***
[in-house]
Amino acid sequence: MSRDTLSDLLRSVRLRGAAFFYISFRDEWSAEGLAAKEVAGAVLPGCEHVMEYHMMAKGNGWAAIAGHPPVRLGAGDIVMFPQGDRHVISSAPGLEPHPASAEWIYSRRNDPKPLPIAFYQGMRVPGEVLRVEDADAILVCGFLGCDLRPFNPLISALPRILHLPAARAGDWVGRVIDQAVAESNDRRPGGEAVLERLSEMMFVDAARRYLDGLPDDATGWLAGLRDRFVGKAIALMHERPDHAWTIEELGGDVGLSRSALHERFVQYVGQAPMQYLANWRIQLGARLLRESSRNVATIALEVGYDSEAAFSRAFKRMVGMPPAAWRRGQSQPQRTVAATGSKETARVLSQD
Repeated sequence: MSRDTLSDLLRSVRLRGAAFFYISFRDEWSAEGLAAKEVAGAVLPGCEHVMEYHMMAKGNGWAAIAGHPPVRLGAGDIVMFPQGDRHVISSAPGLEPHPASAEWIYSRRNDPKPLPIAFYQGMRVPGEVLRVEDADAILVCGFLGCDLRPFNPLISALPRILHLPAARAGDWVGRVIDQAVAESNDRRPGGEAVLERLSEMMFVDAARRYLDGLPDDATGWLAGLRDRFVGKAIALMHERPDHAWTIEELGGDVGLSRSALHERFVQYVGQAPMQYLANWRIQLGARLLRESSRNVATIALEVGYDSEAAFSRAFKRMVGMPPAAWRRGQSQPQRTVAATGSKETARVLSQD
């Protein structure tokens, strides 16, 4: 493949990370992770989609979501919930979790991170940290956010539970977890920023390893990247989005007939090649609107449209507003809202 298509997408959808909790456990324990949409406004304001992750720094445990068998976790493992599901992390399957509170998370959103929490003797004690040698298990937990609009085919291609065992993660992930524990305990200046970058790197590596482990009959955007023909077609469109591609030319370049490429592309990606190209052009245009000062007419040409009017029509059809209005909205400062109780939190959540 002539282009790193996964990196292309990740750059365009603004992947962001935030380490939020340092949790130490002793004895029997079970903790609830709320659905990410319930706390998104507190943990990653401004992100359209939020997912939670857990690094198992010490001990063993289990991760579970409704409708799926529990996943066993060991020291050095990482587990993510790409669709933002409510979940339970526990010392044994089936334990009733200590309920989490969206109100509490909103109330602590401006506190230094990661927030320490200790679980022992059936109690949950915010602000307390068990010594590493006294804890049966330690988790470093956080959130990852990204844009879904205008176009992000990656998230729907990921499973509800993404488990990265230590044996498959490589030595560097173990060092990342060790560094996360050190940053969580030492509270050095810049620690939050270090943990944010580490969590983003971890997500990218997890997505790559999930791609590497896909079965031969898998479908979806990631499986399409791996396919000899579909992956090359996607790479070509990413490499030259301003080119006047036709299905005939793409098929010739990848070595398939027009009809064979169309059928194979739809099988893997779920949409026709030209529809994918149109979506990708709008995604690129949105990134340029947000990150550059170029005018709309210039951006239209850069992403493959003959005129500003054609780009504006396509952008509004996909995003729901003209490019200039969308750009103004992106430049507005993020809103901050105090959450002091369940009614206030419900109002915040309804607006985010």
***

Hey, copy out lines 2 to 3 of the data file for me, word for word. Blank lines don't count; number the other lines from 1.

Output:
Amino acid sequence: MSRDTLSDLLRSVRLRGAAFFYISFRDEWSAEGLAAKEVAGAVLPGCEHVMEYHMMAKGNGWAAIAGHPPVRLGAGDIVMFPQGDRHVISSAPGLEPHPASAEWIYSRRNDPKPLPIAFYQGMRVPGEVLRVEDADAILVCGFLGCDLRPFNPLISALPRILHLPAARAGDWVGRVIDQAVAESNDRRPGGEAVLERLSEMMFVDAARRYLDGLPDDATGWLAGLRDRFVGKAIALMHERPDHAWTIEELGGDVGLSRSALHERFVQYVGQAPMQYLANWRIQLGARLLRESSRNVATIALEVGYDSEAAFSRAFKRMVGMPPAAWRRGQSQPQRTVAATGSKETARVLSQD
Repeated sequence: MSRDTLSDLLRSVRLRGAAFFYISFRDEWSAEGLAAKEVAGAVLPGCEHVMEYHMMAKGNGWAAIAGHPPVRLGAGDIVMFPQGDRHVISSAPGLEPHPASAEWIYSRRNDPKPLPIAFYQGMRVPGEVLRVEDADAILVCGFLGCDLRPFNPLISALPRILHLPAARAGDWVGRVIDQAVAESNDRRPGGEAVLERLSEMMFVDAARRYLDGLPDDATGWLAGLRDRFVGKAIALMHERPDHAWTIEELGGDVGLSRSALHERFVQYVGQAPMQYLANWRIQLGARLLRESSRNVATIALEVGYDSEAAFSRAFKRMVGMPPAAWRRGQSQPQRTVAATGSKETARVLSQD